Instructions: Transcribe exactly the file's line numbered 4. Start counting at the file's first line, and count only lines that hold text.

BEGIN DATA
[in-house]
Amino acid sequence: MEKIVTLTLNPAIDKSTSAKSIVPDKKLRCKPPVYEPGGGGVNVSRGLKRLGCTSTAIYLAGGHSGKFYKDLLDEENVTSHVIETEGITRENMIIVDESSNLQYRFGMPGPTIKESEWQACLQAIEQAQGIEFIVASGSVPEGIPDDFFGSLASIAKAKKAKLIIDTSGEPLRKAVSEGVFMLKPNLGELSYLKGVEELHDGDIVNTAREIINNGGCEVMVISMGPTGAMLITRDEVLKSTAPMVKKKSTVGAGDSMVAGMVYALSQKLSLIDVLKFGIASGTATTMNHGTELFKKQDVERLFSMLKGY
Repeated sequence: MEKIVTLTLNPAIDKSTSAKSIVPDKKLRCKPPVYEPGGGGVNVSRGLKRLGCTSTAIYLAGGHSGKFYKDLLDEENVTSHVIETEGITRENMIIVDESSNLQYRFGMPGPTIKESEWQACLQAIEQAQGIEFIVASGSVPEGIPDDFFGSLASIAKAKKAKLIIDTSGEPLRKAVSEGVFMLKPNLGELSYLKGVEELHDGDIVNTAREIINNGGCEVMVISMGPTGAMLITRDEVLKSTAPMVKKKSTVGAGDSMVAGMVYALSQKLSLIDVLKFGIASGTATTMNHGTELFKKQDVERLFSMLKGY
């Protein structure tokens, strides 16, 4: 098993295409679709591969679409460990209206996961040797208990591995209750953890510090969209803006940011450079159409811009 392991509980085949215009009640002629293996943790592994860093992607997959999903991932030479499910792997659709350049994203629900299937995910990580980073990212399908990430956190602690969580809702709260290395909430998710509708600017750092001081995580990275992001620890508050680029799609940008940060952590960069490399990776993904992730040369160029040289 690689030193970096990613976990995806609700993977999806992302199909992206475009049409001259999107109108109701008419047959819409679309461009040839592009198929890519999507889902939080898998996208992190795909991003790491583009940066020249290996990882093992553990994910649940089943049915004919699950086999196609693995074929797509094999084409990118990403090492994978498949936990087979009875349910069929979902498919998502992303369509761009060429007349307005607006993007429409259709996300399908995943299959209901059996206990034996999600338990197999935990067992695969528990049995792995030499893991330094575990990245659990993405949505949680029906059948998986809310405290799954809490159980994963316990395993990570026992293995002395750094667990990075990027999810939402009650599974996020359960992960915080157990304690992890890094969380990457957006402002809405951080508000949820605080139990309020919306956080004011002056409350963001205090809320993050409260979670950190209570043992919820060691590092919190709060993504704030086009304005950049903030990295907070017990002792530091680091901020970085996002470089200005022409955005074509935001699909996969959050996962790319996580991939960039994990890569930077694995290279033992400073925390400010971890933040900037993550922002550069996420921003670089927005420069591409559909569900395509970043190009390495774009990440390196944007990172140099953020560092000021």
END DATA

């Protein structure tokens, strides 16, 4: 098993295409679709591969679409460990209206996961040797208990591995209750953890510090969209803006940011450079159409811009 392991509980085949215009009640002629293996943790592994860093992607997959999903991932030479499910792997659709350049994203629900299937995910990580980073990212399908990430956190602690969580809702709260290395909430998710509708600017750092001081995580990275992001620890508050680029799609940008940060952590960069490399990776993904992730040369160029040289 690689030193970096990613976990995806609700993977999806992302199909992206475009049409001259999107109108109701008419047959819409679309461009040839592009198929890519999507889902939080898998996208992190795909991003790491583009940066020249290996990882093992553990994910649940089943049915004919699950086999196609693995074929797509094999084409990118990403090492994978498949936990087979009875349910069929979902498919998502992303369509761009060429007349307005607006993007429409259709996300399908995943299959209901059996206990034996999600338990197999935990067992695969528990049995792995030499893991330094575990990245659990993405949505949680029906059948998986809310405290799954809490159980994963316990395993990570026992293995002395750094667990990075990027999810939402009650599974996020359960992960915080157990304690992890890094969380990457957006402002809405951080508000949820605080139990309020919306956080004011002056409350963001205090809320993050409260979670950190209570043992919820060691590092919190709060993504704030086009304005950049903030990295907070017990002792530091680091901020970085996002470089200005022409955005074509935001699909996969959050996962790319996580991939960039994990890569930077694995290279033992400073925390400010971890933040900037993550922002550069996420921003670089927005420069591409559909569900395509970043190009390495774009990440390196944007990172140099953020560092000021």